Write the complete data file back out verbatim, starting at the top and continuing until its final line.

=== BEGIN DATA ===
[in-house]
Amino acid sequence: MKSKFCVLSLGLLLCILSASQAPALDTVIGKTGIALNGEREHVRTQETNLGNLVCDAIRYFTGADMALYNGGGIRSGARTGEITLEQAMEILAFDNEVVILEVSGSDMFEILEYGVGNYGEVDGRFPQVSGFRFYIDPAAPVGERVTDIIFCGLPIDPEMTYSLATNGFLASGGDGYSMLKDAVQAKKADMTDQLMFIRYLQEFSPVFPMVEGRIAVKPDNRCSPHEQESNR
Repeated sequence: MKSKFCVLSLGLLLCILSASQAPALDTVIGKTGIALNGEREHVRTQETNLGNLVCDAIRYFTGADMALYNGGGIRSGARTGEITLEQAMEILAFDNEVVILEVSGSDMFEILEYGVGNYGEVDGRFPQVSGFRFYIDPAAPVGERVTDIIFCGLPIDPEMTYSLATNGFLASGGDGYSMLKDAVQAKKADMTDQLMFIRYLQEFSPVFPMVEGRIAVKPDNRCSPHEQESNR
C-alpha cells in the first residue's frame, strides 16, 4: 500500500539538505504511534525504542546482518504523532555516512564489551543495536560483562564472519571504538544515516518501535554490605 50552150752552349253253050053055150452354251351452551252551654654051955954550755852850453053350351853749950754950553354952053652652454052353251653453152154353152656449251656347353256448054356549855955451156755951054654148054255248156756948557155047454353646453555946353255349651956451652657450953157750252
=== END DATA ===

[in-house]
Amino acid sequence: MKSKFCVLSLGLLLCILSASQAPALDTVIGKTGIALNGEREHVRTQETNLGNLVCDAIRYFTGADMALYNGGGIRSGARTGEITLEQAMEILAFDNEVVILEVSGSDMFEILEYGVGNYGEVDGRFPQVSGFRFYIDPAAPVGERVTDIIFCGLPIDPEMTYSLATNGFLASGGDGYSMLKDAVQAKKADMTDQLMFIRYLQEFSPVFPMVEGRIAVKPDNRCSPHEQESNR
Repeated sequence: MKSKFCVLSLGLLLCILSASQAPALDTVIGKTGIALNGEREHVRTQETNLGNLVCDAIRYFTGADMALYNGGGIRSGARTGEITLEQAMEILAFDNEVVILEVSGSDMFEILEYGVGNYGEVDGRFPQVSGFRFYIDPAAPVGERVTDIIFCGLPIDPEMTYSLATNGFLASGGDGYSMLKDAVQAKKADMTDQLMFIRYLQEFSPVFPMVEGRIAVKPDNRCSPHEQESNR
C-alpha cells in the first residue's frame, strides 16, 4: 500500500539538505504511534525504542546482518504523532555516512564489551543495536560483562564472519571504538544515516518501535554490605 50552150752552349253253050053055150452354251351452551252551654654051955954550755852850453053350351853749950754950553354952053652652454052353251653453152154353152656449251656347353256448054356549855955451156755951054654148054255248156756948557155047454353646453555946353255349651956451652657450953157750252